Flora Nelmes discusses the importance of modernising the lasting powers of attorney system in EPrivateClient

  • February 06, 2023
  • By Flora Nelmes, Associate

Flora’s article was published in EPrivateClient, 6 February 2023, and can be found here

Lasting Powers of Attorney – a newly modernised system

With life expectancy and dementia on the rise, lasting powers of attorney (‘LPAs’) are becoming increasingly more important. However, with the ever-growing demand for digital services, it is key that the LPA system can keep up in order to continue to meet peoples’ needs.

LPAs – what are they?

An LPA is a legal document which allows an individual (the ‘donor’) to appoint one or more trusted people (known as the ‘attorneys’) to manage their affairs and make decisions on their behalf if they lose mental capacity. It is only effective once it has been registered with the Office of the Public Guardian (the ‘OPG’). There are two types of LPA:

  1. Financial LPA – this allows the attorney(s) to make decisions about a donor’s property and finances; and
  2. Health and Care LPA – this allows the attorney(s) to make decisions about a donor’s medical treatment and day-to-day care, which can include whether or not they should receive life-sustaining treatment.

If an individual loses capacity without an LPA in place, their family or friends would have to make an application to the Court of Protection for someone (known as a ‘deputy’) to manage their affairs. Such applications however are costly – there is an application fee (currently £371), an assessment fee, an annual supervision fee, and if you are a property and financial affairs deputy, pay a security bond.  This is excluding any costs for instructing a solicitor. The application can also take many months to be processed, which can be problematic if nobody is able to access the donor’s bank accounts (e.g. to pay bills) or make decisions on their behalf in the meantime.

The current LPA system:

Whilst the number of people using an LPA has risen considerably over the years, the process of making an LPA has hardly changed.

Currently, an LPA must be completed by the donor, attorneys (including any replacement attorneys) and certificate provider using a paper form. This follows a strict ‘wet signature process’ where the parties have to sign the LPA in a specific order by the donor and their witness, the certificate provider, and all the attorneys and their witnesses. This can prove cumbersome, particularly where parties do not live close by. The registration time can also be lengthy, which can be problematic when a donor has lost capacity and the attorneys are unable to act under the LPA pending registration.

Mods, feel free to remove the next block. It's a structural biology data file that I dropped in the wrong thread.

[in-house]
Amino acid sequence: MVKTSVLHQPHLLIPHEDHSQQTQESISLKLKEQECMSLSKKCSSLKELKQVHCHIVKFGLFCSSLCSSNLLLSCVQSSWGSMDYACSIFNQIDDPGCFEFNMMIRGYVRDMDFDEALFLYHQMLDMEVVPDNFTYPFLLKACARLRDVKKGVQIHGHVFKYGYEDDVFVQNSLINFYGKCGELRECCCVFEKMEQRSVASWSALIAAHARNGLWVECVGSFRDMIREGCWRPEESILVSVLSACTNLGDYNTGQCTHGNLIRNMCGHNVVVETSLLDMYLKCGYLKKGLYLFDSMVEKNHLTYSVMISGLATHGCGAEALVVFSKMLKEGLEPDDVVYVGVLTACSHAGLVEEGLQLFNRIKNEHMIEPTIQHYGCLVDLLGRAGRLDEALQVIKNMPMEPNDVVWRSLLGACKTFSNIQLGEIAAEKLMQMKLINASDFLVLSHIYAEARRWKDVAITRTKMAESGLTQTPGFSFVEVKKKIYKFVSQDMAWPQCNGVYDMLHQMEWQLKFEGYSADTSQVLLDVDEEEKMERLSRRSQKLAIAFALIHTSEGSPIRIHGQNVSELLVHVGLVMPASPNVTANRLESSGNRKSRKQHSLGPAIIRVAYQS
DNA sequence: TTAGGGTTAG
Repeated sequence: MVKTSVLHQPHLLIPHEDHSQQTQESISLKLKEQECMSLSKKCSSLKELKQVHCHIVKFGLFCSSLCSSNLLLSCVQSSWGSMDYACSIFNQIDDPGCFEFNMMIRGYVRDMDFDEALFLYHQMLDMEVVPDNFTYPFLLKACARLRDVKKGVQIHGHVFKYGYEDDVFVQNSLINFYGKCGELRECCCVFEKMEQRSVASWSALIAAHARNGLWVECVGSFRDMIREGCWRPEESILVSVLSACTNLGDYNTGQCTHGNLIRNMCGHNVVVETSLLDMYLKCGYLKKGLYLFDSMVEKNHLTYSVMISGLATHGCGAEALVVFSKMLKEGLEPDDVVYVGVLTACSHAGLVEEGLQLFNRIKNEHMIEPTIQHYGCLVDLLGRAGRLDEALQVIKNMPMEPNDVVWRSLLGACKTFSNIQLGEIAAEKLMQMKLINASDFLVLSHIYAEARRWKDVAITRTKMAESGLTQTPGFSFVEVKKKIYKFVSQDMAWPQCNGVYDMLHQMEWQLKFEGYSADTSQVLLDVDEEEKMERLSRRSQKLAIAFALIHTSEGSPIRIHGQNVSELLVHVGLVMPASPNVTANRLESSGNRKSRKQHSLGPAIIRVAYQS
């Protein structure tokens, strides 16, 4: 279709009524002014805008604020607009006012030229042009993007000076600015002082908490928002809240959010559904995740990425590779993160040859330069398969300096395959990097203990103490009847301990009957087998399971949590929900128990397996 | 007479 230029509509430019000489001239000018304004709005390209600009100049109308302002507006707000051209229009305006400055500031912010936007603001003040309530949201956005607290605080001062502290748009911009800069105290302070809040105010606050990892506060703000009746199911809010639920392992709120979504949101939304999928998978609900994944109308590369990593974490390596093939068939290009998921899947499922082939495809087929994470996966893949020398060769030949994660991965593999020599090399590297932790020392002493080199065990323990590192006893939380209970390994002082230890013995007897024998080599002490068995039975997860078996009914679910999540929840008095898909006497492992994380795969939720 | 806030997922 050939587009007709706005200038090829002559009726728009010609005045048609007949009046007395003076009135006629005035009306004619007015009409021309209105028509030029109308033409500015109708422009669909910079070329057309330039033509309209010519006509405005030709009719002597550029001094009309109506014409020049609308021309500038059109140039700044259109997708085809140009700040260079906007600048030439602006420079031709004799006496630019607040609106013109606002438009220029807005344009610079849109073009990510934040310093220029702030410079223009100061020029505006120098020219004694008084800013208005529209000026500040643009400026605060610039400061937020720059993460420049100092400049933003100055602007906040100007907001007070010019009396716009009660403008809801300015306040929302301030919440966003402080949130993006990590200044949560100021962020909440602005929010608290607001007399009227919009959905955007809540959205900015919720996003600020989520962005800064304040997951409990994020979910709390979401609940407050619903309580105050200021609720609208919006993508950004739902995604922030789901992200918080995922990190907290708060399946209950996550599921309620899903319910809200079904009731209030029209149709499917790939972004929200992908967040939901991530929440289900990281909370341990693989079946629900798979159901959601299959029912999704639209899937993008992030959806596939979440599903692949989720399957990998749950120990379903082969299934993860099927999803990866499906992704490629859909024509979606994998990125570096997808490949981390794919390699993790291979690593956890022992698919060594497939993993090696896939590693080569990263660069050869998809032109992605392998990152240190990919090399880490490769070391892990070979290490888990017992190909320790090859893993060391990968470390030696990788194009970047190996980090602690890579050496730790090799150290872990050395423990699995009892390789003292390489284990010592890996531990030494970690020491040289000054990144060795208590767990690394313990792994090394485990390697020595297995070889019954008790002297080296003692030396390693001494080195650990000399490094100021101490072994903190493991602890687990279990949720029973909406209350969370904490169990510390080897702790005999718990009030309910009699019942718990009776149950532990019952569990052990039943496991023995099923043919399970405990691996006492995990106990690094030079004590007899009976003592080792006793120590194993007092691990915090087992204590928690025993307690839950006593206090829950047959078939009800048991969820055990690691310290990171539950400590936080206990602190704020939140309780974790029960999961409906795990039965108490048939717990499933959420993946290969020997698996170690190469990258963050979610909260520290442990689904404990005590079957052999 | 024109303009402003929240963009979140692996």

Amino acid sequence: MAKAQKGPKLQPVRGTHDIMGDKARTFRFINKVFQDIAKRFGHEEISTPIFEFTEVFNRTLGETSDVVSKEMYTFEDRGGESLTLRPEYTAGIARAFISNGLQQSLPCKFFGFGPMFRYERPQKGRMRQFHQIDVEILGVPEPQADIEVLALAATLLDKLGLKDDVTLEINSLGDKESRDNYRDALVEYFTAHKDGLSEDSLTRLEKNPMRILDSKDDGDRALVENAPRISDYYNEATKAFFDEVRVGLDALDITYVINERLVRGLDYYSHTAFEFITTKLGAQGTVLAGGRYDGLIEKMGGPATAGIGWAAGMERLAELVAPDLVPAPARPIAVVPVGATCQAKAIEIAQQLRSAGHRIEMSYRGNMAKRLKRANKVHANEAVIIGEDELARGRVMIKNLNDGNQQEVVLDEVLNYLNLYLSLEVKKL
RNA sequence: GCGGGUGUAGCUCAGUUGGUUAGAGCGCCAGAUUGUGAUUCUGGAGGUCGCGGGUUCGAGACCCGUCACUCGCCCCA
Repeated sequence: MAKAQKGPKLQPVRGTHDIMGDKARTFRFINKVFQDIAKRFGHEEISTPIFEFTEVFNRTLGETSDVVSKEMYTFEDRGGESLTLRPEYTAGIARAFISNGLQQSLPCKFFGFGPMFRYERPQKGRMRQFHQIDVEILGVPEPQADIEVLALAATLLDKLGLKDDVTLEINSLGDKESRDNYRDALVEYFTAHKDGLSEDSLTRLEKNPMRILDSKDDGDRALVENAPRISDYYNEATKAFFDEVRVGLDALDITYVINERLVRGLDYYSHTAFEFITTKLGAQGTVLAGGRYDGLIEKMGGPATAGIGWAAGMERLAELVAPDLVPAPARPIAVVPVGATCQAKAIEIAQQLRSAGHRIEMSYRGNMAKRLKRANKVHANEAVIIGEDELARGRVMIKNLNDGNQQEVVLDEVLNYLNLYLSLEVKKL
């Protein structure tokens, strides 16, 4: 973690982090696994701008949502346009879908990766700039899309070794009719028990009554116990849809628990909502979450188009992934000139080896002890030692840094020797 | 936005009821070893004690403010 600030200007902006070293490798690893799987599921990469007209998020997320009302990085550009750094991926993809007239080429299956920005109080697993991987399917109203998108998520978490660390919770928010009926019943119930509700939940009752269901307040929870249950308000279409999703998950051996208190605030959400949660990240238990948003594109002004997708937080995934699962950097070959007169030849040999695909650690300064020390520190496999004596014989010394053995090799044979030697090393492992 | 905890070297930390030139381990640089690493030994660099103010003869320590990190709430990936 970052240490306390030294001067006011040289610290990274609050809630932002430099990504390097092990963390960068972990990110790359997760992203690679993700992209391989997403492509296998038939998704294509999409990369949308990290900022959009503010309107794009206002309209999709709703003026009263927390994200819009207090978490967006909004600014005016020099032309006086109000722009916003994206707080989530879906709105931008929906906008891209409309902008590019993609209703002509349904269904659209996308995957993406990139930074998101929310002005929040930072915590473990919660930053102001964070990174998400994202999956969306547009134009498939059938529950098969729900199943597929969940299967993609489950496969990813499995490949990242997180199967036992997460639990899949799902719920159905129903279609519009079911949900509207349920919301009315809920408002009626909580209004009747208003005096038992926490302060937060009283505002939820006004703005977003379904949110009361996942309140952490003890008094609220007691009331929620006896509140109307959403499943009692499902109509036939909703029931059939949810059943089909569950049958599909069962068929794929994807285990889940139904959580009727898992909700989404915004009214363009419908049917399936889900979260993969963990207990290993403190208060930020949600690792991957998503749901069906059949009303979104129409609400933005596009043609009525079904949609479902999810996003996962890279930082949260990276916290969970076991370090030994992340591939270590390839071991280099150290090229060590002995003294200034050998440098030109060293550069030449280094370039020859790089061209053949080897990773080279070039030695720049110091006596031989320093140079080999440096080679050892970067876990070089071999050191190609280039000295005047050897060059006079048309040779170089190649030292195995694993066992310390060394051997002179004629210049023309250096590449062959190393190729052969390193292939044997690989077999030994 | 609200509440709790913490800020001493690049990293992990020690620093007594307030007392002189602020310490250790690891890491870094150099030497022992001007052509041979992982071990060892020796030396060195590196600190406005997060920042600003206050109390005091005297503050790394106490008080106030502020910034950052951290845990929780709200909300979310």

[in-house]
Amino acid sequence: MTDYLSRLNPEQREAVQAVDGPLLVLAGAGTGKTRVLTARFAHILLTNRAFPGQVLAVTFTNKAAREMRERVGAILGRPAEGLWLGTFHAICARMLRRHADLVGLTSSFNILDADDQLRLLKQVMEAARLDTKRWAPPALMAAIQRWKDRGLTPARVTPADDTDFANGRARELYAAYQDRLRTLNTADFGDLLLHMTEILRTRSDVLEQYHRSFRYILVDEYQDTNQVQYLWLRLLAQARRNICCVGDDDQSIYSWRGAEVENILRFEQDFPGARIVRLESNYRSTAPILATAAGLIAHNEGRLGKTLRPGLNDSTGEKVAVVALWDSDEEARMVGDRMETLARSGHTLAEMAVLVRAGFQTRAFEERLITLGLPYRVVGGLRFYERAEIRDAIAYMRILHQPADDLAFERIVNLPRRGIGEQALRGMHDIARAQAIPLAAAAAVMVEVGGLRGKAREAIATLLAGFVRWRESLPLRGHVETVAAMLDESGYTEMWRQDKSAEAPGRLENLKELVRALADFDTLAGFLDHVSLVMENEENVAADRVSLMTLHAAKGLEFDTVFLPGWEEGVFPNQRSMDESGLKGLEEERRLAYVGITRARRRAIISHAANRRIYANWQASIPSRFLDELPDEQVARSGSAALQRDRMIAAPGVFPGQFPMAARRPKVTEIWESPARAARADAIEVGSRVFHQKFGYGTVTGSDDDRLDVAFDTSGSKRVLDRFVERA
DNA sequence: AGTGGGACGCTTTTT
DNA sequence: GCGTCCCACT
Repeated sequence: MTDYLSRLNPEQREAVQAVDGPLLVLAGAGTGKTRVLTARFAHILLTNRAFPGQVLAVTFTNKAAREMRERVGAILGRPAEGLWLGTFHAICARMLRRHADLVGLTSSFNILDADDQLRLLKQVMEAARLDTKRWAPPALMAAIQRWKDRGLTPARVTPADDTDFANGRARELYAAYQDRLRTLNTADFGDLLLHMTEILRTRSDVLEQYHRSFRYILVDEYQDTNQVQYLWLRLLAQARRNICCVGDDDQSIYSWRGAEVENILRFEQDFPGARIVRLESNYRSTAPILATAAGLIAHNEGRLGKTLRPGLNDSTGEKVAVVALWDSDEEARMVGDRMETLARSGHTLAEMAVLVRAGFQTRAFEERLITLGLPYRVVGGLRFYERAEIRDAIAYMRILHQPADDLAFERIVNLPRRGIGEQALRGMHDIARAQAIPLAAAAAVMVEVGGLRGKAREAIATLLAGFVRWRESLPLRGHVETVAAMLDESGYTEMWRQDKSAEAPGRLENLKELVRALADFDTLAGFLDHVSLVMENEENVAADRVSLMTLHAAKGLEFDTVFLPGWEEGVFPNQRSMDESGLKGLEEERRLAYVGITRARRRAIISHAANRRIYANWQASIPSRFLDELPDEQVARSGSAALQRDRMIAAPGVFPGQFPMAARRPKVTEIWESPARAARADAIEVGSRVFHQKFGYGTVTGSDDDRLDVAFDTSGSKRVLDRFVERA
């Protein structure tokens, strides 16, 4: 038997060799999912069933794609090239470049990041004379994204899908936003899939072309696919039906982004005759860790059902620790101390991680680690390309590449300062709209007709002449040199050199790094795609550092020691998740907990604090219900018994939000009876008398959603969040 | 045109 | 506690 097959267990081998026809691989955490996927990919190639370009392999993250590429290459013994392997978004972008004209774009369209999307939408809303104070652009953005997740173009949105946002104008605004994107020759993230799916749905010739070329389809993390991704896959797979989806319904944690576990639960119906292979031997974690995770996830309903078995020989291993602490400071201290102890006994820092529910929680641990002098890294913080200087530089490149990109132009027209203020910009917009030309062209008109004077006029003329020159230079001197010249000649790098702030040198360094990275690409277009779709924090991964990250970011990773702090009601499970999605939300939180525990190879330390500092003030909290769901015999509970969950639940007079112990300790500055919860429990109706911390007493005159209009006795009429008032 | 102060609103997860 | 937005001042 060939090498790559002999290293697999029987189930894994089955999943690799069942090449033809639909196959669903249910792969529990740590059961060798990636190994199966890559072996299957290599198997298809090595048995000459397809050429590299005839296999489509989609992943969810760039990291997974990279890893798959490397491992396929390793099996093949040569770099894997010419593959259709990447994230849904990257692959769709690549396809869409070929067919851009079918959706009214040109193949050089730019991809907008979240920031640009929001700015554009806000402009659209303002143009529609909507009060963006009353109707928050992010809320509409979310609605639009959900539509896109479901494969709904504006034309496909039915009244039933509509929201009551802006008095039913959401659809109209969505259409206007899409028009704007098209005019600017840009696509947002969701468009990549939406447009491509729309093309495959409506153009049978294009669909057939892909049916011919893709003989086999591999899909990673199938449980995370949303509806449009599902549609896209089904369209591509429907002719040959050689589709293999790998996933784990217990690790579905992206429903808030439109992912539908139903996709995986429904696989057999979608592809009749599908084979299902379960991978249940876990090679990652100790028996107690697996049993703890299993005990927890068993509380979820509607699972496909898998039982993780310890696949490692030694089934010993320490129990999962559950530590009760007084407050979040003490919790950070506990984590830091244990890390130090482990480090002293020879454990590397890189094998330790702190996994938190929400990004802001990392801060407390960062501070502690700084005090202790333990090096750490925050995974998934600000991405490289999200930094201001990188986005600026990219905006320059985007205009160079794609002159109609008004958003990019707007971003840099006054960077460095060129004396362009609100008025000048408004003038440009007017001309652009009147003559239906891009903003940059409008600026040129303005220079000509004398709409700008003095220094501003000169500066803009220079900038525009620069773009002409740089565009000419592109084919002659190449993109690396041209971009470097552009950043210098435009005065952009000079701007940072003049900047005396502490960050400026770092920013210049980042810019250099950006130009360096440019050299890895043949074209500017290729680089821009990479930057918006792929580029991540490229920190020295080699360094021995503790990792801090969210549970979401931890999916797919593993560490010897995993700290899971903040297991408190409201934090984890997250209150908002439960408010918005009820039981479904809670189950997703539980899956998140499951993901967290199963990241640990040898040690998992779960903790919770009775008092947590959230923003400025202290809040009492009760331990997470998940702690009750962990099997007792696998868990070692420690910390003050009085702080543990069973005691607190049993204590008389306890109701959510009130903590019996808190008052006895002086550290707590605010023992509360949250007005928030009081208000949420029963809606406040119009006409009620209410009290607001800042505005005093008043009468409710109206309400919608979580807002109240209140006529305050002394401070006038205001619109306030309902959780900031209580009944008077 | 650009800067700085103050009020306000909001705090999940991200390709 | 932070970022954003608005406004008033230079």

The Powers of Attorney Bill:

Following the government’s response to the ‘Modernising LPAs’ consultation in May 2022, a new Powers of Attorney Bill has been introduced, which once enacted, will introduce amendments to the Mental Capacity Act 2005 with the aim of making the LPA process easier to use, quicker and more secure from fraud. These amendments will include:

  • Only permitting the donor to apply to register an LPA;
  • Allowing parties to choose whether to sign the LPA digitally or on paper;
  • Requiring the OPG (rather than the donor) to notify named persons that an LPA is being registered;
  • Bringing in new identification requirements in order to strengthen the safeguards against fraud;
  • Widening the group of people who can object, including those not named in the LPA;
  • Allowing the OPG to receive all objections (rather than only ‘factual’ objections currently, with ‘prescribed’ objections going to the Court of Protection);
  • Enabling objections to be raised at any point after the OPG is aware that the donor intends to create an LPA; and
  • Enabling Chartered Legal Executives to certify LPAs.

The above amendments will significantly reform the LPA system and hopefully encourage more people to consider making an LPA.

Yet, with the growing trend towards digital technology, identity fraud is becoming more widespread affecting particularly the elderly who are more likely to be the ones making LPAs. It is therefore imperative that the safeguards are not compromised in the process of simplifying the system and that an appropriate balance is met between efficiency and the protection of the donor.

Additionally, whilst the changes will be beneficial, they may not always have the desired effect. For instance, by allowing third parties to object to an LPA, this could lead to a rise in vexatious objections creating further delays. The government will need to regularly assess the new service to identify whether any further improvements are needed.

Next steps:

We do not yet have a timescale as to when the changes will be put into effect and people should continue to make their LPAs in the usual way (whilst ensuring they check the OPG’s official website for any updates).

Overall, whilst the changes will be a positive step towards the modernisation of the LPA system, safeguards must remain of paramount importance to ensure that donors are protected when granting these life-changing powers.

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